Courses Taught:

  • ANTH 008 Aztecs, Mayas, and Incas (Syllabus)
  • ANTH 009 Rise of Civilization in the Old World
  • ANTH 321W Intellectual Background of Archaeology
  • ANTH 422 Meso-American Archaeology and Ethnography (Syllabus)
  • ANTH 545 Archaeology Seminar

Recent Publications:

  • David L. Webster.  (2014, January). The Population of Tikal and its Implications for Classic Maya Demography. Background paper prepared for the symposium "Tikal and its Neighbors."  Meetings of the Mesoamerica Center. Antigua, Guatemala.
  • Susan Toby Evans and David L. Webster (editors). 2010. Archaeology of Ancient Mexico and Central America: An Encyclopedia.2nd edition. Routledge Publishing, New York. 

  • David L. Webster and Susan Toby Evans. 2009.--Mesoamerican Civilization. In The Human Past: World Prehistory & the Development of Human Societies (second edition), edited by Chris Scarre, pp. 594-639. Thames and Hudson, New York and London.
  • Webster, David, AnnCorinne Freter and Rebecca Storey--Dating Copan Culture History: Implications for the Terminal Classic and the Collapse.  In The Terminal Classic in the Maya Lowlands, A. Demarest, P. Rice, and D. Rice, eds., University Press of Colorado, Boulder (2004) pp. 231-259.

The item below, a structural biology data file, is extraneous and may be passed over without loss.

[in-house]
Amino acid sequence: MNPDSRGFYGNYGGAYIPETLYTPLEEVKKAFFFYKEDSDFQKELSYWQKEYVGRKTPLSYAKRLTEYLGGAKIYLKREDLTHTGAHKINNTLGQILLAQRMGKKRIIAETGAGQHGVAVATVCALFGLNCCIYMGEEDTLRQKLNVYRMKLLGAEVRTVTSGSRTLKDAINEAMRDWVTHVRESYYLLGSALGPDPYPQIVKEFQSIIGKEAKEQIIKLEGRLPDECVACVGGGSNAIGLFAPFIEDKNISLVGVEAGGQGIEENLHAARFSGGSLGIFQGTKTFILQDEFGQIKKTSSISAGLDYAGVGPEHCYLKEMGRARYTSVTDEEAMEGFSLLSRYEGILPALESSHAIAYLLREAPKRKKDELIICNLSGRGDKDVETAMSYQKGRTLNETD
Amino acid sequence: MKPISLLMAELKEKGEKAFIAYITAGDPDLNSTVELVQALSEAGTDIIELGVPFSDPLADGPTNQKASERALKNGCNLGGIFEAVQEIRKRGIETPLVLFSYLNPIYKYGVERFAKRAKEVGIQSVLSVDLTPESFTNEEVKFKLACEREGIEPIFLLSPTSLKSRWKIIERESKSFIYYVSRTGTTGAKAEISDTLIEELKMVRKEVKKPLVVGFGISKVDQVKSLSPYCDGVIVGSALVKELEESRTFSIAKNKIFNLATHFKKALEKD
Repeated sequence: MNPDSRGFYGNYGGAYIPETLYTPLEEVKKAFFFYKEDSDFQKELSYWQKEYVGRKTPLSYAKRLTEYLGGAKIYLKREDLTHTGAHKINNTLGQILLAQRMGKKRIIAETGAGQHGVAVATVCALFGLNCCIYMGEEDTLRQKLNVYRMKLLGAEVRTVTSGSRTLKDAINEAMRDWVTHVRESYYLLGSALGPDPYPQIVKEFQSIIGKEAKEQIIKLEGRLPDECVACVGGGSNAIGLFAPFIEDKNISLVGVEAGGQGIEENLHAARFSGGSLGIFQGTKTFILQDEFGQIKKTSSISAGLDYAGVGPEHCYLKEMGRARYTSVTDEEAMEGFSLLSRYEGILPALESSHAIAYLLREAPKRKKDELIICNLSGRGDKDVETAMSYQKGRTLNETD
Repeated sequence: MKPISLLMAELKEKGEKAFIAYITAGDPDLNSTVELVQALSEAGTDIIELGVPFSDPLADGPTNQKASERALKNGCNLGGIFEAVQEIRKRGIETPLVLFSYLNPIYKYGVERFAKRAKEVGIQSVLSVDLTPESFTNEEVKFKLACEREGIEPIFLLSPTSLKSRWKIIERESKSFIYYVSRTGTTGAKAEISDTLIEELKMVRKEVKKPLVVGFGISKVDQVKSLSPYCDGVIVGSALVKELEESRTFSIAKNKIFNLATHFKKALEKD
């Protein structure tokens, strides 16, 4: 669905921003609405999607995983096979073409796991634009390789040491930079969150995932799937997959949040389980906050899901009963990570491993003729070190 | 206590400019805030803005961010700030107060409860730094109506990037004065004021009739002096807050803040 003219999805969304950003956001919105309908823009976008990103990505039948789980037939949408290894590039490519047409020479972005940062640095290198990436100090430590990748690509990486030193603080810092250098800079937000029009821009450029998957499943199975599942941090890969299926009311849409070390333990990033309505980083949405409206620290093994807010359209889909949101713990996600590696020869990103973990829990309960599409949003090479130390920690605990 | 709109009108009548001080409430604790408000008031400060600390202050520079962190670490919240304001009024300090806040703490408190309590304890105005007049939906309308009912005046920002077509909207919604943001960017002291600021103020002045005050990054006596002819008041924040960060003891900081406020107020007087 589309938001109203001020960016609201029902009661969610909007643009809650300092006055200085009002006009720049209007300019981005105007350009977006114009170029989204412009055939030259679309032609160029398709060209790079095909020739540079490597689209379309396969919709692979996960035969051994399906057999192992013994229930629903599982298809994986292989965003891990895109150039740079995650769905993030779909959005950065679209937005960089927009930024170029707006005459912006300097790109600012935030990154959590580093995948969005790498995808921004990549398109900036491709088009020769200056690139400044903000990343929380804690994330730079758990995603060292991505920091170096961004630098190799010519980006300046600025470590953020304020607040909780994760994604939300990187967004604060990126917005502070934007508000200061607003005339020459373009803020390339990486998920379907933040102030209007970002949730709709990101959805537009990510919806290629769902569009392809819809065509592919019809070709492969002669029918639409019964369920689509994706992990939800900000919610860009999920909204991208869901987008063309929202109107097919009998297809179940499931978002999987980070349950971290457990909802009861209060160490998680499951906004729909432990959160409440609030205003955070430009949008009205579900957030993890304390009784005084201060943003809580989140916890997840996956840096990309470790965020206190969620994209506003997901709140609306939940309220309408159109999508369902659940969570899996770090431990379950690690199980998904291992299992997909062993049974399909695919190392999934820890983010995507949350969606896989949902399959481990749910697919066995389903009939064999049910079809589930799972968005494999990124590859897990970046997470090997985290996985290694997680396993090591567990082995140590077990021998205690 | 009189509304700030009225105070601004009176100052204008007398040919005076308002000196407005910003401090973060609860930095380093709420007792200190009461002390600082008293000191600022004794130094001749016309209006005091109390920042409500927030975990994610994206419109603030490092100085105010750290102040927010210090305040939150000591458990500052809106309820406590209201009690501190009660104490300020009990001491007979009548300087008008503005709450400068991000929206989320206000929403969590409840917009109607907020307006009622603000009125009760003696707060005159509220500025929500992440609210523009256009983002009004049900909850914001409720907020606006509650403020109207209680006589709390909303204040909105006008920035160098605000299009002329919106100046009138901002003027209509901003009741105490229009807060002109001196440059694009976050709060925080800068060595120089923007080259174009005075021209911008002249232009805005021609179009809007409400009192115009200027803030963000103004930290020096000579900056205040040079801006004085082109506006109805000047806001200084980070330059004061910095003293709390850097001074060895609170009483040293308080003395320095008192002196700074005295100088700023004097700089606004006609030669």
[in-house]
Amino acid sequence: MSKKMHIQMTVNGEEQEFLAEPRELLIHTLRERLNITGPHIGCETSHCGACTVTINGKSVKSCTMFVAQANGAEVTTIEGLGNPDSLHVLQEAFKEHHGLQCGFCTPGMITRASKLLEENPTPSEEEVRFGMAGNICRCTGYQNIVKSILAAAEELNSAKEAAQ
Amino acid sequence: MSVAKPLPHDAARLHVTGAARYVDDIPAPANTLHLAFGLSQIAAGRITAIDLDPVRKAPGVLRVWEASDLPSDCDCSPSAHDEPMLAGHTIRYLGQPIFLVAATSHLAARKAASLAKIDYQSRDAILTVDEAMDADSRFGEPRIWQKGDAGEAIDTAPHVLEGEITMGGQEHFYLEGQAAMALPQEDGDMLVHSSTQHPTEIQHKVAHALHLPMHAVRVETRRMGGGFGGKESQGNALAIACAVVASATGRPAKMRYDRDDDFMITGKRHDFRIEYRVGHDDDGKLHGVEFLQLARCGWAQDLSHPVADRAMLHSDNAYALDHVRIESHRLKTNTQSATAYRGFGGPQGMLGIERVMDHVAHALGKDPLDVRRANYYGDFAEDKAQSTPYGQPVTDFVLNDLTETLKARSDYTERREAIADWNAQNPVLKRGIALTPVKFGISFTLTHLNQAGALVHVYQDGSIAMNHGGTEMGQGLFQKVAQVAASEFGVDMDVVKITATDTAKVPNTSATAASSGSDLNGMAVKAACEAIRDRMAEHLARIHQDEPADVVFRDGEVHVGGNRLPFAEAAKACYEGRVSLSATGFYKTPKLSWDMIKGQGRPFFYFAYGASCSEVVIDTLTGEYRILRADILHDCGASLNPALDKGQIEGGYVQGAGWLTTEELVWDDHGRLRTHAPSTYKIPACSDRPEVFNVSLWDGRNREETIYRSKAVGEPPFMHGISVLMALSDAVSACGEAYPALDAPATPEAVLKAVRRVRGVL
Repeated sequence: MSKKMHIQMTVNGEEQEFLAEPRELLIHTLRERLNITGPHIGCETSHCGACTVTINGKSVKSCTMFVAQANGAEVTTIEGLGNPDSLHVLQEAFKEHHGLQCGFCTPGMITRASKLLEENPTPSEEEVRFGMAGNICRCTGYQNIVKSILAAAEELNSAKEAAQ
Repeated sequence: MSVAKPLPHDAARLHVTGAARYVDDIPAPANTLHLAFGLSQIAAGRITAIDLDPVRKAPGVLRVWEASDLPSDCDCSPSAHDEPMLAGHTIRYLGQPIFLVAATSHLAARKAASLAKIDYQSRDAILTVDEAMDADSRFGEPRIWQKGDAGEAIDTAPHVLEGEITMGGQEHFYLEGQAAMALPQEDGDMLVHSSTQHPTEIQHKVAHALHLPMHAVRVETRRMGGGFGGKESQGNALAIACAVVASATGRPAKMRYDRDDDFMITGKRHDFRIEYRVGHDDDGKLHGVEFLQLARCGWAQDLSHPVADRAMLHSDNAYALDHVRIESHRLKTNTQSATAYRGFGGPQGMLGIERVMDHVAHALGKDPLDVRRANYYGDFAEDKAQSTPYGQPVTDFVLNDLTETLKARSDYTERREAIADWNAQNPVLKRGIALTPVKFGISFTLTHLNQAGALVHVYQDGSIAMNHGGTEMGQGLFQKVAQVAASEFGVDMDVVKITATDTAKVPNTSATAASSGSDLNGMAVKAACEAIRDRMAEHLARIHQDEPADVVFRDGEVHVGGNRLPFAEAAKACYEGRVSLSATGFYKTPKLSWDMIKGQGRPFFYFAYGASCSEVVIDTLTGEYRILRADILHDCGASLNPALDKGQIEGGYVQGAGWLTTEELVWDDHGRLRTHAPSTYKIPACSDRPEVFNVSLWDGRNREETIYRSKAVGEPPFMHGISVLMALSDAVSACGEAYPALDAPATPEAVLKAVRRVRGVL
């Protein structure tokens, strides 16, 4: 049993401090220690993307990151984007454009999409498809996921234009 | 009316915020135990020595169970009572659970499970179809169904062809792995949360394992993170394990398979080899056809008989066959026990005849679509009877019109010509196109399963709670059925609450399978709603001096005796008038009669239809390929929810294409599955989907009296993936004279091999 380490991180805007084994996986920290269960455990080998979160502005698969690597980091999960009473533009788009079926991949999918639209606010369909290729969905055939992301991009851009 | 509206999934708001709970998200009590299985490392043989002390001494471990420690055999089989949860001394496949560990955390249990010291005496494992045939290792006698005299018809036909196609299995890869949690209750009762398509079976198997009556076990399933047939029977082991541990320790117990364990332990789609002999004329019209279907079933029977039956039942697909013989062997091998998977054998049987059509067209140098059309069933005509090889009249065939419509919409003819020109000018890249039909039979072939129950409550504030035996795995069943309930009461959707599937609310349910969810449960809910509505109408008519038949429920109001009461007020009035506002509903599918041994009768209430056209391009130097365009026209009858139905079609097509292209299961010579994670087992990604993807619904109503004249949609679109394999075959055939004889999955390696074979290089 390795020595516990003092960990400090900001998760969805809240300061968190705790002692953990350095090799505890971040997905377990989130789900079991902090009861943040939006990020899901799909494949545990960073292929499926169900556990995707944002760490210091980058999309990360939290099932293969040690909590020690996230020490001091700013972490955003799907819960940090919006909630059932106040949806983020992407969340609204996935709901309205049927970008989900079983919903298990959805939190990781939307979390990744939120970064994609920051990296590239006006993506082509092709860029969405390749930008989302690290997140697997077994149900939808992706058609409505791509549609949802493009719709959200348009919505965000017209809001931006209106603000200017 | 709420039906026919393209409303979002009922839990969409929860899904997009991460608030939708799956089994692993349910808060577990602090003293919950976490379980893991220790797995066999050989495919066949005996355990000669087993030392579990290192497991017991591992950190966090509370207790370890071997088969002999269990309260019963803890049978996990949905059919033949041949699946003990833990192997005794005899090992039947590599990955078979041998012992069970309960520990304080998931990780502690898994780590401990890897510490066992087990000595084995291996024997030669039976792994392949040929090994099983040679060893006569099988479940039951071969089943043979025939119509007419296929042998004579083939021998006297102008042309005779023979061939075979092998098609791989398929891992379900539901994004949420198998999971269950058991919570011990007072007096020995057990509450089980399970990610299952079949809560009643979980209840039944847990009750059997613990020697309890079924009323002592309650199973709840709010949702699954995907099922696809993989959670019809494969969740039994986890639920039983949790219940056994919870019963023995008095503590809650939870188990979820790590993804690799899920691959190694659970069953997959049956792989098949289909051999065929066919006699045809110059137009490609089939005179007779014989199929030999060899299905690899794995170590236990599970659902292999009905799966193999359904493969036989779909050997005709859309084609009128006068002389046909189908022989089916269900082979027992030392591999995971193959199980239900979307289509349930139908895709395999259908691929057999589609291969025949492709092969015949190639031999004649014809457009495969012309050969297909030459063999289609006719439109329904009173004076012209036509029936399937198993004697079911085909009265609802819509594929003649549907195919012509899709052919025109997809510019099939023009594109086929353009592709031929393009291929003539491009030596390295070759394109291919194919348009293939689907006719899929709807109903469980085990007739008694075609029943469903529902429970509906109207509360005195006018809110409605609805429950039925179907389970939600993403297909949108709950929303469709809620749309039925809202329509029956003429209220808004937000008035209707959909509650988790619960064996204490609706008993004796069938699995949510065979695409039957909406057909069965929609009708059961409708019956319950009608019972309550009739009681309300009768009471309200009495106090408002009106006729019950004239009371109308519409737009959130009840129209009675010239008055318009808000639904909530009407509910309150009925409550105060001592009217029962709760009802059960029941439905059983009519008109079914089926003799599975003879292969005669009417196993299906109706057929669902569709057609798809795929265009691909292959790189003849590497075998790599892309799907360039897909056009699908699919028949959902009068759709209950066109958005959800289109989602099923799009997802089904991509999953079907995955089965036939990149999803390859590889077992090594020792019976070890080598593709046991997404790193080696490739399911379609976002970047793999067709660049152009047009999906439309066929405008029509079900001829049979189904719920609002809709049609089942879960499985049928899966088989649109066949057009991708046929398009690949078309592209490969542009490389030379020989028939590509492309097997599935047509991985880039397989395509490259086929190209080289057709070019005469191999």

• Webster, David and Stephen Houston--Piedras Negras: The Growth and Decline of a Classic Maya Court Center.  In Urbanism in Mesoamerica, W. T. Sanders, A, G, Mastache and R. H. Cobean, eds.  Joint publication of the Instituto Nacional de Anthroplogia e Historia and The Pennsylvania State University (2003), pp. 427-450.
  • Webster, David L.--Groundhogs and kings: Issues of divine rulership among the Classic Maya.  In Incidents of Archaeology in Central America and Yucatan:  Essays in Honor of Edwin M. Shook, edited by Michael Love, Marion Popenoe de Hatch, and Hector L. Escobedo.  University Press of America, Inc., Lanham. (2002).